“I think the department was responsive to concerns expressed to them about the July deadline, when the final regulations wouldn't even be available until May or June,” said James M. Delaplane Jr., a partner at Davis & Harman LLP, Washington.
Although the DOL's website identified an April date for what some people in the DC industry call the “final final” regulations, Mr. Delaplane noted the department hasn't sent the final rules to the White House Office of Management and Budget for review.
“I agree with the presumption that the final regulation will have notable changes,” he added. “Otherwise, it would have gone to OMB already. It's not so much what the final regulation says, it's the fact that it would change” from what was proposed in July.
DC industry experts say providers have been trying to anticipate final regulations by adjusting their computer software to accommodate changes. However, complying with the original deadline “has been complicated because you know something else will be added (to the regulations) but you don't know exactly what it will look like,” said Jennifer Eller, a principal in the Groom Law Group, Washington.
“We are hearing from our members that (computer software) programming is problematic because they don't have the final regulation,” said Craig Hoffman, general counsel and director of regulatory affairs for the American Society of Pension Professionals and Actuaries, Arlington, Va.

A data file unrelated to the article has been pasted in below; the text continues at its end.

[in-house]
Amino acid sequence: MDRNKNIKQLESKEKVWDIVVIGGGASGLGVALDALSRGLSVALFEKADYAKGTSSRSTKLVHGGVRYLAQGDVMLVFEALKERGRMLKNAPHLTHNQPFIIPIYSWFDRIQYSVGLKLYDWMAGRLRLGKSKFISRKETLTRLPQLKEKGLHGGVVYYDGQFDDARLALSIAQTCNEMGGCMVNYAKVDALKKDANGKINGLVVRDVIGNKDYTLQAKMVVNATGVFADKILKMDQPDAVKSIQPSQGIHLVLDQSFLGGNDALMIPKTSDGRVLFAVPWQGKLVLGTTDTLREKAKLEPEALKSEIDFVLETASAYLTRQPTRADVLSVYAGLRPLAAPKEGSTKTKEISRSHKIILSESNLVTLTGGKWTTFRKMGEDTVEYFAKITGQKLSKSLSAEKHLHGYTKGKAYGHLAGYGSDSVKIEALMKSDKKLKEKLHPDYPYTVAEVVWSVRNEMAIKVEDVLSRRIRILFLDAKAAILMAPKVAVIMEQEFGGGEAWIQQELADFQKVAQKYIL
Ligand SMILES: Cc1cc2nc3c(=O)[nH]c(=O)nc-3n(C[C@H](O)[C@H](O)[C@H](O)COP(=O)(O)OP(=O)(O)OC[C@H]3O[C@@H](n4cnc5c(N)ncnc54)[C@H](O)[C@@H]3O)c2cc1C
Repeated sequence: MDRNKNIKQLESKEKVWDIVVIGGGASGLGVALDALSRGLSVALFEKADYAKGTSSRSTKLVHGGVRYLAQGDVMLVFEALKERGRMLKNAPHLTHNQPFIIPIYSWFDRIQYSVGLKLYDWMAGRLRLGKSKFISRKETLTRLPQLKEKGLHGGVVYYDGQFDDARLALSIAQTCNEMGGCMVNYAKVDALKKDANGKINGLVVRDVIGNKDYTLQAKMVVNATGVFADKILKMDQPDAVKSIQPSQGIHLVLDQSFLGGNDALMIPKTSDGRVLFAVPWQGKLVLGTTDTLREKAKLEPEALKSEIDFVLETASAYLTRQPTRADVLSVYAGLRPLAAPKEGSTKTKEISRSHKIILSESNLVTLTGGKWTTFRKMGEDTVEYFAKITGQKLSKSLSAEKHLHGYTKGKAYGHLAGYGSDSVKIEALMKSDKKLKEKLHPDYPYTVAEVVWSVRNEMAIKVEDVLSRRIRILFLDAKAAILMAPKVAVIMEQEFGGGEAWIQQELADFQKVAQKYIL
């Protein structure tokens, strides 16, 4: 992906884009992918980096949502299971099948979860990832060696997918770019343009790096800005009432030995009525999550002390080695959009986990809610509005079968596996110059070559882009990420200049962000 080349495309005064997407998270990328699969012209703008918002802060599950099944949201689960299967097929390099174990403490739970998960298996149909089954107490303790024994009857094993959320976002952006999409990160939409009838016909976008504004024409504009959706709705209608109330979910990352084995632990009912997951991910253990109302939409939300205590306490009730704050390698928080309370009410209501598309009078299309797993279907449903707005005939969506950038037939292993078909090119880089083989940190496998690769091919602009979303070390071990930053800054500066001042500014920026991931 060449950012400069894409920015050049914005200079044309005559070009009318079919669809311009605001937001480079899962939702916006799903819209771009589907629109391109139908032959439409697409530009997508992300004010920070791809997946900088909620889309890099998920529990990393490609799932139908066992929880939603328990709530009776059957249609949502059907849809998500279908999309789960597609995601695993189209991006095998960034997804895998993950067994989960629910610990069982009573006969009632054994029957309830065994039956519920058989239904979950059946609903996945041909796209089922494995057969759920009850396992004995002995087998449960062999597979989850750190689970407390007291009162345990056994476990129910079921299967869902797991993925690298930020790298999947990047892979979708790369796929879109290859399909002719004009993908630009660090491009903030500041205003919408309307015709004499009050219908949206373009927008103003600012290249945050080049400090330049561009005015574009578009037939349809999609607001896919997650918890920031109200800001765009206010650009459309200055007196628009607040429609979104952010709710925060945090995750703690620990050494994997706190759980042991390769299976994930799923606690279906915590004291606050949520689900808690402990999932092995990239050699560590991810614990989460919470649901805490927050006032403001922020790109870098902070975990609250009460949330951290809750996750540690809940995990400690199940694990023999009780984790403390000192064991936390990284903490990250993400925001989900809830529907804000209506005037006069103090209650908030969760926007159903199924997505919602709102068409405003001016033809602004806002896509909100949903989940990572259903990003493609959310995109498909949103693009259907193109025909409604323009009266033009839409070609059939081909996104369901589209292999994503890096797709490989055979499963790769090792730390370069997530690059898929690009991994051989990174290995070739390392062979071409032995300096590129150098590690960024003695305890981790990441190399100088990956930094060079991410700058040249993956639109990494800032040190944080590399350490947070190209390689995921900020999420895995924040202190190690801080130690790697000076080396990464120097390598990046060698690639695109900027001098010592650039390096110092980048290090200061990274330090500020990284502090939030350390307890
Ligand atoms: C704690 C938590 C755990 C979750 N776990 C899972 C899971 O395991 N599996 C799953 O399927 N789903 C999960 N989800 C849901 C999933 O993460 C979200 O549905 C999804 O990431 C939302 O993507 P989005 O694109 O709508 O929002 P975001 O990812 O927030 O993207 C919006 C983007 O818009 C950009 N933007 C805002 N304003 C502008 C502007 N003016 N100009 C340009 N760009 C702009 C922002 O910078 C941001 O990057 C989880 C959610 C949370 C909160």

DOL spokeswoman Gloria Della declined to comment beyond the text of a Feb. 11 news release from Phyllis C. Borzi, assistant secretary of labor for the Employee Benefits Security Administration. “Given the need to ensure a careful review of all the valuable input we received on the interim final rule, including suggestions for a summary document to further assist plan fiduciaries in their review of furnished information, we now believe plans and plan service providers would benefit from an extension of the rules applicability date,” Ms. Borzi said in that release.
The reference to a summary document is a key issue. When the interim final regulation was issued in July, the summary document idea wasn't in the rule itself, but rather in a preamble issued by the DOL when it posted its proposal in the Federal Register. Providers that offered formal comments were divided over the prospect of a summary document, with some favoring it and others arguing that it would represent an expensive duplication of information.
“It's my guess that the final regulation will require a summary,” Mr. Hoffman said.